This was supposed to be a post about a cool iPhone app that provides direct (and easy) access to every roadside traffic web cam in the city (available cities listed on the website). The app provides a list of every web cam available; to simplify you can pick which sections of the highway you want to keep close tabs on. With the flick of a thumb (or index finger, depending on how you use your phone) you can easily scroll through to-the-minute views of your route with green highlights meaning ‘good’ and red meaning ‘bad’. Read an encompassing write-up about it on BlogTO.
Instead, this is a post about ‘cease and desist’ letters.
The developer of this app, Mark Pavlidis, received such a letter from the Transportation Department in Calgary (one of the cities in which you can use the app). It stated that he is required to pay a hefty $5000 licensing fee in order for his application to link to their web cam images.
This is an odd situation. Basically, the application is just linking to images on the web. As Wayne MacPhail states in his post on the topic, it’s the same that “Google does to images worldwide millions of times a day, generating revenue from that service every microsecond.”
However, is it fair in either case? If someone made an application that was linking to my Flickr images and was making money off of it, would I care? Probably. But this situation isn’t so black and white.
(side note: Pavlidis states that he is not violating the terms as presented on its website because he only links and does not pull and parse other data)
In this situation, Pavlidis is providing a tool that encourages and enables citizens of Calgary to drive with more ease. Potentially, it could help ease traffic congestion, prevent further accidents and make the roads safer. All things that I’m certain the Transportation Department of Calgary would want. Isn’t that the reason the web cams are there in the first place? To “keep Calgary on the move“? (that’s one of their tag lines, BTW).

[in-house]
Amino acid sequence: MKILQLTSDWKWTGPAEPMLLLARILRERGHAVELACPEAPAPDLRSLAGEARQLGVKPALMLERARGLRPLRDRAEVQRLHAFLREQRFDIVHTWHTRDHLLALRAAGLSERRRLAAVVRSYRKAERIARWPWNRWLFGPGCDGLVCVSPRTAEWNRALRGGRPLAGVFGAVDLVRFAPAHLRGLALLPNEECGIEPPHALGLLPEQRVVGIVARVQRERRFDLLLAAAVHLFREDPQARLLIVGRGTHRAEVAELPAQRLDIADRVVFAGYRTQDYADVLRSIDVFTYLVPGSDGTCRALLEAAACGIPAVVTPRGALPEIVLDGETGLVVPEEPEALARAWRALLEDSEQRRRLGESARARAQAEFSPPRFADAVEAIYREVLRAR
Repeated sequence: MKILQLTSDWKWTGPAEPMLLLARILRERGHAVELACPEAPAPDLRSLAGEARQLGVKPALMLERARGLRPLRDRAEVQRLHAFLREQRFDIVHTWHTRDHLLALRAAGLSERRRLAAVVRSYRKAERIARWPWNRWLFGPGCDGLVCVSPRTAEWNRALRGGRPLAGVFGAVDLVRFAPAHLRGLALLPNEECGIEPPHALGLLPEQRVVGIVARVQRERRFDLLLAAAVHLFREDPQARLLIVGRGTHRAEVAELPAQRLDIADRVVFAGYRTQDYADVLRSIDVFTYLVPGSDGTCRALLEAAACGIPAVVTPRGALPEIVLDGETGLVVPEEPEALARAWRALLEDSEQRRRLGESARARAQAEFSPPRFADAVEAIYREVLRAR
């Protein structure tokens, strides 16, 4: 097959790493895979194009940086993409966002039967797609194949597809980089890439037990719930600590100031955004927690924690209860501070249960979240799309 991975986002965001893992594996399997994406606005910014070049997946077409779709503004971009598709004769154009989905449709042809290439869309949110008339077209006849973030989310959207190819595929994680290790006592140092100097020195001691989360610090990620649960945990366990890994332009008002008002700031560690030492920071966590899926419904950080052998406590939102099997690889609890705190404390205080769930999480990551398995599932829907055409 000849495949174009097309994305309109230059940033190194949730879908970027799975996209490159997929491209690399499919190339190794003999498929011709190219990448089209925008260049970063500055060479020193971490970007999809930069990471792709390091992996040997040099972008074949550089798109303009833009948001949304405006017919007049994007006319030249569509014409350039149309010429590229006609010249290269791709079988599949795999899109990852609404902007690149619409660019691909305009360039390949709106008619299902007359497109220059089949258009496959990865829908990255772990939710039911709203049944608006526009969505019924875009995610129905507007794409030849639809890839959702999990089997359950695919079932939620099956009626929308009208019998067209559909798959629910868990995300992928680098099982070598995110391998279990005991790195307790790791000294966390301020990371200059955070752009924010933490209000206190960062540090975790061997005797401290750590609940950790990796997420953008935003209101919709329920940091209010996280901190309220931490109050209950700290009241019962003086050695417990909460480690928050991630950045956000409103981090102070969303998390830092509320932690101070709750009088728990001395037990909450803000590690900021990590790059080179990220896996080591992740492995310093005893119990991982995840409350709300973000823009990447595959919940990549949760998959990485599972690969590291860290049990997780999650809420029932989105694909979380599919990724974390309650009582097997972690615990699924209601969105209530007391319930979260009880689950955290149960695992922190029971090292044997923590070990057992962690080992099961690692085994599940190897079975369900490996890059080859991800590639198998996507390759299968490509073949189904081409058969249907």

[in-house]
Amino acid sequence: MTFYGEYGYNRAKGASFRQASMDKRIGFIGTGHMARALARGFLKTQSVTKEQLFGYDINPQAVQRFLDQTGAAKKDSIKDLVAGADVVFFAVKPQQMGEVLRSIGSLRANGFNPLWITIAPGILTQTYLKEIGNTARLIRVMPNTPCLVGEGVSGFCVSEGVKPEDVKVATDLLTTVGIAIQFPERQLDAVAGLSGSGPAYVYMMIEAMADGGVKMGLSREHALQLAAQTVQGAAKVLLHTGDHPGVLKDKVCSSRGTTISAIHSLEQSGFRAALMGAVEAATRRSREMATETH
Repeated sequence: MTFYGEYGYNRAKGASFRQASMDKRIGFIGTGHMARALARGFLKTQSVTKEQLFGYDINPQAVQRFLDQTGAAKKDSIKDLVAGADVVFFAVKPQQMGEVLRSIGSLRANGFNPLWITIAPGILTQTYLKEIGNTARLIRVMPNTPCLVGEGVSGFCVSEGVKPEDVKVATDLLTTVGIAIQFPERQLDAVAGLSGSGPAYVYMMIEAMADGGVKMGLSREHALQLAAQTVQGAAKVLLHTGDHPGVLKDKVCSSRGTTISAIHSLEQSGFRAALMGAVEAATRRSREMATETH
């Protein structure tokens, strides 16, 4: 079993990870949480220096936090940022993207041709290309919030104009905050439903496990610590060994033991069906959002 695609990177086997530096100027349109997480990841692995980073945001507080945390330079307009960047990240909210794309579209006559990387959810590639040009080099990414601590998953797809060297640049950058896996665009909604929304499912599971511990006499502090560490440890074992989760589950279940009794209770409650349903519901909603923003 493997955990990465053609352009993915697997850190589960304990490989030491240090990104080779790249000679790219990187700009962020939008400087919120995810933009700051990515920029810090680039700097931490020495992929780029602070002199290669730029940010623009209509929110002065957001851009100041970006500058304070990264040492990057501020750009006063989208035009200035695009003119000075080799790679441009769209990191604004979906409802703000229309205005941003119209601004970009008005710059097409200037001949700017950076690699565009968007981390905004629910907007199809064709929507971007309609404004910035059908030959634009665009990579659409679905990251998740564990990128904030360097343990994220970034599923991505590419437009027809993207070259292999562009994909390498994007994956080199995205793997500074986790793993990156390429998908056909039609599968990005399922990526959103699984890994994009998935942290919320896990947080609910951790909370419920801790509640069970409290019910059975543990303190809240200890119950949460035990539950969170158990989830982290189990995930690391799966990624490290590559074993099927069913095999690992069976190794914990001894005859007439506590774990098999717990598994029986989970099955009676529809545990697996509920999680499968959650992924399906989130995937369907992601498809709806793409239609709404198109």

Pavlidis has come up with an innovative idea. His innovative idea builds on these web cams and makes them more accessible and easier to use. It enhances the ‘product’ that Calgary is offering and makes it better.
Now, if someone built an application for my Flickr images that did all that for me, I wouldn’t be upset. Instead, I would reach out to them; I would work with them on integrating a strategy that fits both of our needs.
I would build and maintain a relationship with someone that can do something that I can’t.
It’s important to nurture relationships, especially ones that we can benefit from. It’s unfortunate that Calgary fails to see that and, instead, chooses to look at innovation through the eyes of their lawyers. Perhaps by shedding some light on this situation Calgary will attempt to participate using other means of communication? I would definitely welcome them to offer up their side of the story.
p.s. To get a firsthand look at the application before buying it, check out this Traffic How To video that Pavlidis created.